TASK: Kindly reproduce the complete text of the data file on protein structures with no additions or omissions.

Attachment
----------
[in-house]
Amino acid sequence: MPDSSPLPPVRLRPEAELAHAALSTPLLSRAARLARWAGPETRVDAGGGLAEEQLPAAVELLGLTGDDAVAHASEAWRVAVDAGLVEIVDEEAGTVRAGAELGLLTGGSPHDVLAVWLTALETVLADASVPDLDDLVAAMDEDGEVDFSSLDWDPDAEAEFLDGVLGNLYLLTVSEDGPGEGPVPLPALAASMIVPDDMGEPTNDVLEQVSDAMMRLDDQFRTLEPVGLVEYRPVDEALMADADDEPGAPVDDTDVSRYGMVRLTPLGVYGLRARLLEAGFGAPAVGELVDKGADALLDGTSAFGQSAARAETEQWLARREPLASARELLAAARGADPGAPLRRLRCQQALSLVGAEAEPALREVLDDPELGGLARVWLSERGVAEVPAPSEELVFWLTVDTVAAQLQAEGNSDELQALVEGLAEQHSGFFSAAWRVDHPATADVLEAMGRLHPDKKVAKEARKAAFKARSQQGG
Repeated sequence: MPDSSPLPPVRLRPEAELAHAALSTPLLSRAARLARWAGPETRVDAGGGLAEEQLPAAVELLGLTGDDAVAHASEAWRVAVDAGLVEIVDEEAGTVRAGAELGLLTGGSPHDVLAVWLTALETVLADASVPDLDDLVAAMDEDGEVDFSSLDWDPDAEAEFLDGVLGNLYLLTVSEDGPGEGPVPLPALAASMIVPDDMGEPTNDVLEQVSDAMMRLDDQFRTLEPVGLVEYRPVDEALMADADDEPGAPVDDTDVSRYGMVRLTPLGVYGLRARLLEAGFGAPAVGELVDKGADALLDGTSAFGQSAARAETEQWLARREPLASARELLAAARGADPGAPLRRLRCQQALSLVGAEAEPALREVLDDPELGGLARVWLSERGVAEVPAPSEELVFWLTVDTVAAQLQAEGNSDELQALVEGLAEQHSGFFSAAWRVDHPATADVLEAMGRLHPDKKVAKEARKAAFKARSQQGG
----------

[in-house]
Amino acid sequence: MPDSSPLPPVRLRPEAELAHAALSTPLLSRAARLARWAGPETRVDAGGGLAEEQLPAAVELLGLTGDDAVAHASEAWRVAVDAGLVEIVDEEAGTVRAGAELGLLTGGSPHDVLAVWLTALETVLADASVPDLDDLVAAMDEDGEVDFSSLDWDPDAEAEFLDGVLGNLYLLTVSEDGPGEGPVPLPALAASMIVPDDMGEPTNDVLEQVSDAMMRLDDQFRTLEPVGLVEYRPVDEALMADADDEPGAPVDDTDVSRYGMVRLTPLGVYGLRARLLEAGFGAPAVGELVDKGADALLDGTSAFGQSAARAETEQWLARREPLASARELLAAARGADPGAPLRRLRCQQALSLVGAEAEPALREVLDDPELGGLARVWLSERGVAEVPAPSEELVFWLTVDTVAAQLQAEGNSDELQALVEGLAEQHSGFFSAAWRVDHPATADVLEAMGRLHPDKKVAKEARKAAFKARSQQGG
Repeated sequence: MPDSSPLPPVRLRPEAELAHAALSTPLLSRAARLARWAGPETRVDAGGGLAEEQLPAAVELLGLTGDDAVAHASEAWRVAVDAGLVEIVDEEAGTVRAGAELGLLTGGSPHDVLAVWLTALETVLADASVPDLDDLVAAMDEDGEVDFSSLDWDPDAEAEFLDGVLGNLYLLTVSEDGPGEGPVPLPALAASMIVPDDMGEPTNDVLEQVSDAMMRLDDQFRTLEPVGLVEYRPVDEALMADADDEPGAPVDDTDVSRYGMVRLTPLGVYGLRARLLEAGFGAPAVGELVDKGADALLDGTSAFGQSAARAETEQWLARREPLASARELLAAARGADPGAPLRRLRCQQALSLVGAEAEPALREVLDDPELGGLARVWLSERGVAEVPAPSEELVFWLTVDTVAAQLQAEGNSDELQALVEGLAEQHSGFFSAAWRVDHPATADVLEAMGRLHPDKKVAKEARKAAFKARSQQGG